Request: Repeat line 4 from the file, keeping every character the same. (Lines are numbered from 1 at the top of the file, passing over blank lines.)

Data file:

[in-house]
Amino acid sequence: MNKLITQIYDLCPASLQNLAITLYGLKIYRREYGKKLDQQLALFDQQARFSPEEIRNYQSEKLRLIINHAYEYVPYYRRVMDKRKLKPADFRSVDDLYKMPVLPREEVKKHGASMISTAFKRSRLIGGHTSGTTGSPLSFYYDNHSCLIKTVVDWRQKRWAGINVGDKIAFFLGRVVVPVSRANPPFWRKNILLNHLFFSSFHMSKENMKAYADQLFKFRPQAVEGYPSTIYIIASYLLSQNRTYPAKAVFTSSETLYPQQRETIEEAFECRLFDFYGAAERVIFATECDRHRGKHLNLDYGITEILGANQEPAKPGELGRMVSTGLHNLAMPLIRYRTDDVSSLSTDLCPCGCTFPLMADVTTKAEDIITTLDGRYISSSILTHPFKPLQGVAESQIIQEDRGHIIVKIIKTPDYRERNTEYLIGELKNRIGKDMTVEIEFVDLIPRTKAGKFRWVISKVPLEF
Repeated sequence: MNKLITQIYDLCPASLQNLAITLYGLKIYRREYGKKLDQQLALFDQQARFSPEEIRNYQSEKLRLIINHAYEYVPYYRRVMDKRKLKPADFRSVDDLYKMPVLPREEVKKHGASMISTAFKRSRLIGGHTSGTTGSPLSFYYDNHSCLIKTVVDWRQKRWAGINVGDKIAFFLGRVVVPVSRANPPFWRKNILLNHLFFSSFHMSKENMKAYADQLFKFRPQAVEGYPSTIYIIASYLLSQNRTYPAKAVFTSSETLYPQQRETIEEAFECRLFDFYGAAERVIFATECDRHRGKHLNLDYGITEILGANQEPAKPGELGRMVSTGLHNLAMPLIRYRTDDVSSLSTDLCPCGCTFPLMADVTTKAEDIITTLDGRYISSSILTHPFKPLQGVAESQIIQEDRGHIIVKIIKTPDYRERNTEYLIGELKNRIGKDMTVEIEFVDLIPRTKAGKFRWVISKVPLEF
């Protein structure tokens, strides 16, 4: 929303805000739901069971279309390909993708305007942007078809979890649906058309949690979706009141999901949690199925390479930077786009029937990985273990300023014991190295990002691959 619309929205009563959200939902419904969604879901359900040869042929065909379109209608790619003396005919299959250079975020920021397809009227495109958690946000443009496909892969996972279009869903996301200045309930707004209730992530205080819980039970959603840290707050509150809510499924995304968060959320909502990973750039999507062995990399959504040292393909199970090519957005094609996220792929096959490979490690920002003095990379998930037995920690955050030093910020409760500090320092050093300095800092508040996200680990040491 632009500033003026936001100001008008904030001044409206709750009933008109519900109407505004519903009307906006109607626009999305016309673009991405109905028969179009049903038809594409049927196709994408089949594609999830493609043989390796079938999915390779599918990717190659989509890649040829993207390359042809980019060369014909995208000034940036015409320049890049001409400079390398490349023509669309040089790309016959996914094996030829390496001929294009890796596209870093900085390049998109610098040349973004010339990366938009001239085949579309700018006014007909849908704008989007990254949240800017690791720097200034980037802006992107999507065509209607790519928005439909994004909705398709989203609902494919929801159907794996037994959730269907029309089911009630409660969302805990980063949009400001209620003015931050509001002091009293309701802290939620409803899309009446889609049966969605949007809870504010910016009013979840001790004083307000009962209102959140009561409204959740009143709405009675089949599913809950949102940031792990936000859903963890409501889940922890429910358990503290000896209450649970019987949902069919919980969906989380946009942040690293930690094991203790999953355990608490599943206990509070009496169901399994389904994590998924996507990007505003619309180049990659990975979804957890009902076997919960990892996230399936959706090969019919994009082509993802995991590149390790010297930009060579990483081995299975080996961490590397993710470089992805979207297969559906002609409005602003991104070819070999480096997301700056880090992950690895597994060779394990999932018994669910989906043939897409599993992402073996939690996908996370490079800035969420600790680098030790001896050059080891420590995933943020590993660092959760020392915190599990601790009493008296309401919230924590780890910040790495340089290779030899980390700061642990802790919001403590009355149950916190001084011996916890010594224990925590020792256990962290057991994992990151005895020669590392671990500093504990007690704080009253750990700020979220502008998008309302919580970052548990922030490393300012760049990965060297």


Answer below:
């Protein structure tokens, strides 16, 4: 929303805000739901069971279309390909993708305007942007078809979890649906058309949690979706009141999901949690199925390479930077786009029937990985273990300023014991190295990002691959 619309929205009563959200939902419904969604879901359900040869042929065909379109209608790619003396005919299959250079975020920021397809009227495109958690946000443009496909892969996972279009869903996301200045309930707004209730992530205080819980039970959603840290707050509150809510499924995304968060959320909502990973750039999507062995990399959504040292393909199970090519957005094609996220792929096959490979490690920002003095990379998930037995920690955050030093910020409760500090320092050093300095800092508040996200680990040491 632009500033003026936001100001008008904030001044409206709750009933008109519900109407505004519903009307906006109607626009999305016309673009991405109905028969179009049903038809594409049927196709994408089949594609999830493609043989390796079938999915390779599918990717190659989509890649040829993207390359042809980019060369014909995208000034940036015409320049890049001409400079390398490349023509669309040089790309016959996914094996030829390496001929294009890796596209870093900085390049998109610098040349973004010339990366938009001239085949579309700018006014007909849908704008989007990254949240800017690791720097200034980037802006992107999507065509209607790519928005439909994004909705398709989203609902494919929801159907794996037994959730269907029309089911009630409660969302805990980063949009400001209620003015931050509001002091009293309701802290939620409803899309009446889609049966969605949007809870504010910016009013979840001790004083307000009962209102959140009561409204959740009143709405009675089949599913809950949102940031792990936000859903963890409501889940922890429910358990503290000896209450649970019987949902069919919980969906989380946009942040690293930690094991203790999953355990608490599943206990509070009496169901399994389904994590998924996507990007505003619309180049990659990975979804957890009902076997919960990892996230399936959706090969019919994009082509993802995991590149390790010297930009060579990483081995299975080996961490590397993710470089992805979207297969559906002609409005602003991104070819070999480096997301700056880090992950690895597994060779394990999932018994669910989906043939897409599993992402073996939690996908996370490079800035969420600790680098030790001896050059080891420590995933943020590993660092959760020392915190599990601790009493008296309401919230924590780890910040790495340089290779030899980390700061642990802790919001403590009355149950916190001084011996916890010594224990925590020792256990962290057991994992990151005895020669590392671990500093504990007690704080009253750990700020979220502008998008309302919580970052548990922030490393300012760049990965060297």